Citing the work of My Brother’s Keeper, the White House initiative to support boys and young men of color, Obama said that part of that work ought to begin by making sure that the criminal justice system upholds “the basic principle of everybody is equal before the law.”

Talk of De-Militarizing Local Police Misses the Point

Talk of De-Militarizing Local Police Misses the Point

By this weekend, the show of military force by local police in Ferguson, Missouri, had prompted a response from Congress. The chair of the Senate Armed Services Committee, Sen. Carl Levin (D-Mich.) promised to review the Pentagon program that since the 1990s has transferred $4 billion in surplus military equipment to police forces. But many concerned with the policing of communities of color are also saying that demilitarizing local police really isn’t the point—or, as comedian John Oliver says, it “would just change the optics.” Writing for MSNBC, Columbia University professor Dorian Warren, a board member of Race Forward, which publishes Colorlines, explains:

“…the demilitarization argument does nothing to challenge or change the fact that ‘nearly two times a week in the United States, a white police officer killed a black person during a seven-year period ending in 2012,’ according to FBI statistics. …That’s everyday local policing, and has nothing to do with the militarization of local police forces….The choke-hold that killed Eric Garner or the multiple gunshots that killed Michael [Brown] were not military-grade weapons.

(h/t MSNBC)

5 Things Ferguson Got Terribly Wrong over the Weekend

5 Things Ferguson Got Terribly Wrong over the Weekend

It was bad enough that Ferguson’s police chief, Tom Jackson, released video of Michael Brown shortly before he was shot and killed by officer Darren Wilson—against the Department of Justice’s suggestion. The storeowners that Michael Brown visited before his death also made clear they never even called 911.

But authorities in Ferguson continued to make even more trouble over the weekend, especially when it came to dealing with journalists during the ongoing state of emergency. Here are just five of the ways Ferguson continues to get things wrong:

Saturday’s press conference turns to chaos
Governor Jay Nixon called a press conference on Saturday during which he announced a state of emergency—which was met by community members asking questions Nixon wasn’t exactly comfortable answering (jump to 04:18 for the first audience response):

 

Caging reporters
Accredited reporters were allowed to remain in a “staging area,” which impeded them from doing their jobs. While some reporters refused to accommodate the police’s request, other stayed behind in this zone:

 

Lying to reporters about use of tear gas
One of the perils of journalists remaining in the police-sanctioned staging area is that they’re influenced by what the police say is happening over what is actually occurring. For example, police used tear gas on Saturday night but convinced journalists in the staging are that it was only smoke—and many inaccurately reported it that way:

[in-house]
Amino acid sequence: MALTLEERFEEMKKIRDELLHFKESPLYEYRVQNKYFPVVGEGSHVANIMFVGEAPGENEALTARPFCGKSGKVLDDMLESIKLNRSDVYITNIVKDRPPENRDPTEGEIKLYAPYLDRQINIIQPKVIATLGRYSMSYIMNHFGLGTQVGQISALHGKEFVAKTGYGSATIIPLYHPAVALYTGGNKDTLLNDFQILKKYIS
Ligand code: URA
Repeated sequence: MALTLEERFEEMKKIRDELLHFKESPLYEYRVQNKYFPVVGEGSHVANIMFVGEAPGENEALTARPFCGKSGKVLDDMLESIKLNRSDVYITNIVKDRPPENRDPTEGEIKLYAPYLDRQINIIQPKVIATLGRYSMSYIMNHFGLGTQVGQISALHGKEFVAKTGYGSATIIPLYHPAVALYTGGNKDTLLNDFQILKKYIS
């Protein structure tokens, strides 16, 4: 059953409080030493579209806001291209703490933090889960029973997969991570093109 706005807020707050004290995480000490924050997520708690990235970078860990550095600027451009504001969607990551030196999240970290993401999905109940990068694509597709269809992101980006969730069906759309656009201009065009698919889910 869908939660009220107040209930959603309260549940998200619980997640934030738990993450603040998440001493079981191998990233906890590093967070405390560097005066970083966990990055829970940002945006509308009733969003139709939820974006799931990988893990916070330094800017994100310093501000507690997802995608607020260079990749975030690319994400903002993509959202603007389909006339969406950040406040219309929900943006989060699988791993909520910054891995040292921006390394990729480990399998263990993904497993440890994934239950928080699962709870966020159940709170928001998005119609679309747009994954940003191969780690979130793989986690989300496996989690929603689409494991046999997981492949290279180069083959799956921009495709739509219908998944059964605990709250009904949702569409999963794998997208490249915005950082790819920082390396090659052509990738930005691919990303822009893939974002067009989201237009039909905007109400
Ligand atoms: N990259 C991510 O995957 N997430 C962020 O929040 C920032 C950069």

Failing to get help a gunshot victim
Police were out in full force this weekend, yet failed to get a gunshot victim to the hospital Saturday night. USA Today reported that Missouri’s State Highway Patrol Captain Ronald Johnson claimed “police used tear gas in an effort to reach the wounded person, but that other protesters already had taken the shooting victim to the hospital.” We’re not really sure how tear gas would help get a victim to a hospital—and his community got him there instead. This is presumably the gunshot victim being lifted off the ground on Saturday:

 

Middle-of-the-night press conferences
In what seems like a willful effort to avoid questions from the press (as well as local residents), Ferguson keeps hosting press conferences in the middle of the night. Writer Tina Vásquez pointed out just how problematic this is: 

Private Autopsy: Michael Brown Shot at Least Six Times

Private Autopsy: Michael Brown Shot at Least Six Times

Ferguson police officer Darren Wilson shot 18-year-old Michael Brown at least six times, twice in the head, according to a private autopsy released Sunday evening, the New York Times reported. The autopsy was performed by Dr. Michael M. Baden, a former chief medical examiner for New York City, and requested by Brown’s family.

The autopsy results were released on the same day that Attorney General Eric Holder announced that the Department of Justice will perform its own autopsy alongside ongoing investigation the agency is conducting into Brown’s death.

Frances Robles and Julie Bosman reported for the New York Times:

Dr. Baden said that while Mr. Brown was shot at least six times, only three bullets were recovered from his body. But he has not yet seen the X-rays showing where the bullets were found, which would clarify the autopsy results. Nor has he had access to witness and police statements.

Dr. Baden provided a diagram of the entry wounds, and noted that the six shots produced numerous wounds. Some of the bullets entered and exited several times, including one that left at least five different wounds.

“This one here looks like his head was bent downward,” he said, indicating the wound at the very top of Mr. Brown’s head. “It can be because he’s giving up, or because he’s charging forward at the officer.”

National Guard Deployed to Ferguson, ISIS Loses Control of Mosul Dam and Facebook’s Satire Tag

National Guard Deployed to Ferguson, ISIS Loses Control of Mosul Dam and Facebook's Satire Tag

Here’s what I’m reading up on this morning:

  • Without so much as a trial, Israel demolishes the homes of two men suspected of kidnapping and murdering three Israeli teens in June. 
  • Texas Governor Rick Perry, who’s been indicted for corruption, may soon turn himself in for his mugshot and fingerprints. 
  • Dollar, Dollar and Dollar. Dollar General outbids Dollar Tree in a bid to acquire Family Dollar. 
TAGS: Morning Rush

Officer Darren Wilson Lives in Crestwood, Black Population 1.3%